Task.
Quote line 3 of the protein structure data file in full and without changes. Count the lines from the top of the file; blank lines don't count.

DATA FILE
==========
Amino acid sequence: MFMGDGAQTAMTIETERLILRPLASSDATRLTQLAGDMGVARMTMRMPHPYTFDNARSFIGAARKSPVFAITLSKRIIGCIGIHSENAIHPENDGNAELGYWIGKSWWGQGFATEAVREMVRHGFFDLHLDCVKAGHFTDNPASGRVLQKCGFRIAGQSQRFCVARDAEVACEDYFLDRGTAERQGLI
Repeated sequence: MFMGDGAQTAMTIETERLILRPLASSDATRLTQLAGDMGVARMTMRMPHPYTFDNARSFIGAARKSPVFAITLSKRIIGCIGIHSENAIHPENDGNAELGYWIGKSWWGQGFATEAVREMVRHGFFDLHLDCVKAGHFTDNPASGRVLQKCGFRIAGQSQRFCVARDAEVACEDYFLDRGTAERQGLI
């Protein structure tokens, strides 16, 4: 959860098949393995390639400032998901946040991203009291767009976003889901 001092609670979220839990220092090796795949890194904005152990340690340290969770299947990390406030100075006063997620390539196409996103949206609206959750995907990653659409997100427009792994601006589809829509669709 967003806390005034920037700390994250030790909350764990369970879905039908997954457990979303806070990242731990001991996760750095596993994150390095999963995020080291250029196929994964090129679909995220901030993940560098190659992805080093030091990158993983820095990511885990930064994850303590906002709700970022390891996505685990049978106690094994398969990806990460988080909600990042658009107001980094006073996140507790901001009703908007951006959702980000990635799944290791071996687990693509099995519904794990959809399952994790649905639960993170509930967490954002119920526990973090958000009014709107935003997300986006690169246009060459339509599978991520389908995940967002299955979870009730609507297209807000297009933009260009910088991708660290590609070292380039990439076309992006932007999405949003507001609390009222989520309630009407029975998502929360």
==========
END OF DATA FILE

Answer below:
């Protein structure tokens, strides 16, 4: 959860098949393995390639400032998901946040991203009291767009976003889901 001092609670979220839990220092090796795949890194904005152990340690340290969770299947990390406030100075006063997620390539196409996103949206609206959750995907990653659409997100427009792994601006589809829509669709 967003806390005034920037700390994250030790909350764990369970879905039908997954457990979303806070990242731990001991996760750095596993994150390095999963995020080291250029196929994964090129679909995220901030993940560098190659992805080093030091990158993983820095990511885990930064994850303590906002709700970022390891996505685990049978106690094994398969990806990460988080909600990042658009107001980094006073996140507790901001009703908007951006959702980000990635799944290791071996687990693509099995519904794990959809399952994790649905639960993170509930967490954002119920526990973090958000009014709107935003997300986006690169246009060459339509599978991520389908995940967002299955979870009730609507297209807000297009933009260009910088991708660290590609070292380039990439076309992006932007999405949003507001609390009222989520309630009407029975998502929360």